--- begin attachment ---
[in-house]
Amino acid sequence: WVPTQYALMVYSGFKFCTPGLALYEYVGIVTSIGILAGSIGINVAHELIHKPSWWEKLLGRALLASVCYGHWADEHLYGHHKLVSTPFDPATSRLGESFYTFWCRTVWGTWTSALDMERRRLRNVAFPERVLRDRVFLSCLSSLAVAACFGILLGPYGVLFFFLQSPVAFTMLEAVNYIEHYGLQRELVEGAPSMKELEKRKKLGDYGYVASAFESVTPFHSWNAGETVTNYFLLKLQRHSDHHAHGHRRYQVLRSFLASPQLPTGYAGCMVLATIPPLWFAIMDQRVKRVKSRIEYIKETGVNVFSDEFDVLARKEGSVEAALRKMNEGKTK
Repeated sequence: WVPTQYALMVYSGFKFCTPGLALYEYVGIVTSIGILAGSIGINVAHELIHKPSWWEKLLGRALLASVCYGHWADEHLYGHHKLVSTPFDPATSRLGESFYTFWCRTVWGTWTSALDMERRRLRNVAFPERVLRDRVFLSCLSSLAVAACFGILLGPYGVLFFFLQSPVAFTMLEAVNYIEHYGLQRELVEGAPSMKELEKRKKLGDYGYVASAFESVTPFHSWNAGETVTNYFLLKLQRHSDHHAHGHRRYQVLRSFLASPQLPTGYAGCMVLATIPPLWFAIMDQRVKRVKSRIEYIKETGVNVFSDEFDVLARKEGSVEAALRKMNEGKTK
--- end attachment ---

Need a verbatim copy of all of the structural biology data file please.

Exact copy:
[in-house]
Amino acid sequence: WVPTQYALMVYSGFKFCTPGLALYEYVGIVTSIGILAGSIGINVAHELIHKPSWWEKLLGRALLASVCYGHWADEHLYGHHKLVSTPFDPATSRLGESFYTFWCRTVWGTWTSALDMERRRLRNVAFPERVLRDRVFLSCLSSLAVAACFGILLGPYGVLFFFLQSPVAFTMLEAVNYIEHYGLQRELVEGAPSMKELEKRKKLGDYGYVASAFESVTPFHSWNAGETVTNYFLLKLQRHSDHHAHGHRRYQVLRSFLASPQLPTGYAGCMVLATIPPLWFAIMDQRVKRVKSRIEYIKETGVNVFSDEFDVLARKEGSVEAALRKMNEGKTK
Repeated sequence: WVPTQYALMVYSGFKFCTPGLALYEYVGIVTSIGILAGSIGINVAHELIHKPSWWEKLLGRALLASVCYGHWADEHLYGHHKLVSTPFDPATSRLGESFYTFWCRTVWGTWTSALDMERRRLRNVAFPERVLRDRVFLSCLSSLAVAACFGILLGPYGVLFFFLQSPVAFTMLEAVNYIEHYGLQRELVEGAPSMKELEKRKKLGDYGYVASAFESVTPFHSWNAGETVTNYFLLKLQRHSDHHAHGHRRYQVLRSFLASPQLPTGYAGCMVLATIPPLWFAIMDQRVKRVKSRIEYIKETGVNVFSDEFDVLARKEGSVEAALRKMNEGKTK